It was not difficult to notice just how quickly the announcement of a further GBP75 billion of Quantitative Easing (QE) on top of the GBP200 billion already done has already been turned on its head as almost the entire UK banking sector, and some of the commercial property sector, has been downgraded. This means the markets now know that there cannot be any more QE to come.
It would seem that at least someone recognises the fact that if you keep printing money again and again then, eventually, you will bankrupt your own banking system by creating easy money. It is a clear sign to the UK. Basically, the ratings agencies are saying: “This is madness - you have to stop this!”
The probability of this is that it will totally nullify the effect of the QE because people know that there is no more coming down the line.
A similar situation applies to Europe although there is the difference that QE in Europe is seen as a transfer mechanism of liquidity and security from the core nations to The Club Med. However, if anyone does their sums properly, they will see that the EFSF is, at its core level, really only able to fully support Greece and to assist Ireland and Portugal but it is certainly not big enough to deal with Spain and Italy as well.
For one, I absolutely agree with the ratings agencies - especially with S&P downgrading the US credit, even if it did prompt Timothy Geithner to go on TV behaving like a spoilt child who had just seen someone run away with his sweets. Yet they were right then and the agencies are right today and have been right with the downgrades to Greece, Spain, Italy and other European sovereigns and banks. If only they had done this a few years earlier when all the crazy credit was being given AAA ratings then a lot of the worst excesses would have been reined in before. Better than never I suppose and it will be a good thing, longer term, if the ratings agencies rein in the palliative effect of QE by making sure that no more can follow. GBP75 billion, in its own right, is so insignificant in relation to the size of the debt that it will not make any kind of a dent whatsoever.
Martin Gray of MitonOptimal echoed the idea that the UK’s second bout of QE will have a negligible effect on the performance of equities in the coming months.
“There could well be an asset rally maybe in the short-term, but I don’t think we’re going to see a sustained bull run or anything like that... Short-term surges don’t interest me; I’m not a trader, so I’m not going to try and time the market perfectly... I just can’t see how markets can rally, given the poor GDP figures we’re expecting towards the end of the year... Everyone is banging on about how cheap equities are, given that their price-to-earnings ratios are historically cheap. However, I’m not convinced US corporate earnings are going to be any good in the third quarter.”
It’s worth setting these remarks in the context of Martin’s performance relative to that of his peer group:
|Cumulative performance (%)||1m||3m||6m||1y||3ys||5 ys|
|Miton Special Situations Portfolio (B Cls)||1||2||5.6||5.1||33.1||47.3|
|Balanced Managed Sector||-1.6||-10||-8.7||-3.6||20.8||6.4|
While the CF Miton Special Situations Portfolio remains defensively positioned relative to its sector, Gray still sees potential for upside if the markets recover more quickly than he expects - “I’ve added around 10 percent in risk assets this year. I have 15 to 20 percent of the portfolio invested in Asia, which I’m very happy with... In August and September I added to my Asia and Japan weightings. I also wanted to increase my property exposure, but that hasn’t worked out for me yet... I won’t be adding to risk assets unless the markets drop away substantially.”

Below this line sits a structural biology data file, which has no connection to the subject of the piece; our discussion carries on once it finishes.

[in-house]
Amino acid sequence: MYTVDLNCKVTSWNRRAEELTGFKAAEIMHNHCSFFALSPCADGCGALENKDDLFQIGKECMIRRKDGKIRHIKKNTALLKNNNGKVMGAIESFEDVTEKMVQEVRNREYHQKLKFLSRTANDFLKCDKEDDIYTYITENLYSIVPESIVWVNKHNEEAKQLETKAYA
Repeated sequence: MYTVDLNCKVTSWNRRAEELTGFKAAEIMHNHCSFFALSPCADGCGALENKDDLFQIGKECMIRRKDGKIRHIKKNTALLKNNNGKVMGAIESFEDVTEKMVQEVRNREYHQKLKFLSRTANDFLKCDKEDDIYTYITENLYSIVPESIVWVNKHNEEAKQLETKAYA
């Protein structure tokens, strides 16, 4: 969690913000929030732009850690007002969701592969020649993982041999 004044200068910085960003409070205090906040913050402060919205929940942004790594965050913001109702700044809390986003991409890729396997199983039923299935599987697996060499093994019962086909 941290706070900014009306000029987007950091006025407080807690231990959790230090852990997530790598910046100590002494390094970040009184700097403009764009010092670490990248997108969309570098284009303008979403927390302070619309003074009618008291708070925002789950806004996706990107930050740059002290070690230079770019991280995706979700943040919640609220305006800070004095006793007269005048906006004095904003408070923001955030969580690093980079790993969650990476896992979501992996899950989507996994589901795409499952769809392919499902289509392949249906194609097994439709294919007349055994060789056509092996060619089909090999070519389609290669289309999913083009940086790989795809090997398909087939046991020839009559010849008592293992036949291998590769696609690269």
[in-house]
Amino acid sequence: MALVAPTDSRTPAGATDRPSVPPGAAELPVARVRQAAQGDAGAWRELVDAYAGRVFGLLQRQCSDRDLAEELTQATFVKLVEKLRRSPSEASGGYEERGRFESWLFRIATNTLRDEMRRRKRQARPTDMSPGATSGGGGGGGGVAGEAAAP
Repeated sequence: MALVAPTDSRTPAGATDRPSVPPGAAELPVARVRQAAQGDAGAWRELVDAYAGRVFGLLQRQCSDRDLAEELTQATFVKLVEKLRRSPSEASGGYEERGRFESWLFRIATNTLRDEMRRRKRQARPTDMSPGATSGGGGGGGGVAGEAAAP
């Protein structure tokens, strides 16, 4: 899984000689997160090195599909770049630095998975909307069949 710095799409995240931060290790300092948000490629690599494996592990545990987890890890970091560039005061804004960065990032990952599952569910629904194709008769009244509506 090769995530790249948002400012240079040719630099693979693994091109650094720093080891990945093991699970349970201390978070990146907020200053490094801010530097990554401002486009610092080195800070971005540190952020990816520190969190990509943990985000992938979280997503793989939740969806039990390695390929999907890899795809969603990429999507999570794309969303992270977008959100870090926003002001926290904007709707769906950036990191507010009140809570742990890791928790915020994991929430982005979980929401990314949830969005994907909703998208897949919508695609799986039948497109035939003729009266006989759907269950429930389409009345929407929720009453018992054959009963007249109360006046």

Miton Special Situations Portfolio has 28 percent of its assets invested in equities - an underweight position of more than 40 percent relative to its sector.
Like me, Martin doubts whether QE will have a positive impact on the economic recovery:
“I really hoped they would come up with something a bit more inspired than buying up more gilts... By doing this, they’re essentially saying banks are in worse shape than they thought. It’s not going to help households with spending, and I don’t think its going to encourage lending or employment either... It’s a bit like giving a patient morphine; the more you give them, the more they are going to need in the long-term... This is potentially very dangerous. As we’ve seen in the Greek bailout, there comes a point when you run out of money... The UK government already owned a big portion of the gilts, but now it must be close to a third of the entire market, including index-linkers. It will be interesting to see if they plan on unwinding their share.”
Whatever they plan they are now at the mercy of the markets. The ratings agencies have made sure of that when they suddenly discovered that they do have a spine after all.
Markets may have rallied but now that we know that there cannot be any more to come, the GBP75 billion will just disappear down the plughole - there one minute and gone the next. It is not going to have a lasting impact and it is not enough to spur a meaningful rally. If people believed in indefinite QE and support and stimulus then maybe there would be a rally until the folly and futility of this becomes evident but, as it is, everyone knows that this is an isolated, meaningless gesture. The ratings agencies have finally pulled the rug from under the central bankers and policy makers. If only they’d done it sooner then maybe QE would not be the Titanic. The problem is that trying to keep everyone in the life they have become accustomed to is just not sustainable. The inevitable consequence to printing money is inflation and, potentially, hyper-inflation and this is the iceberg we are heading straight for.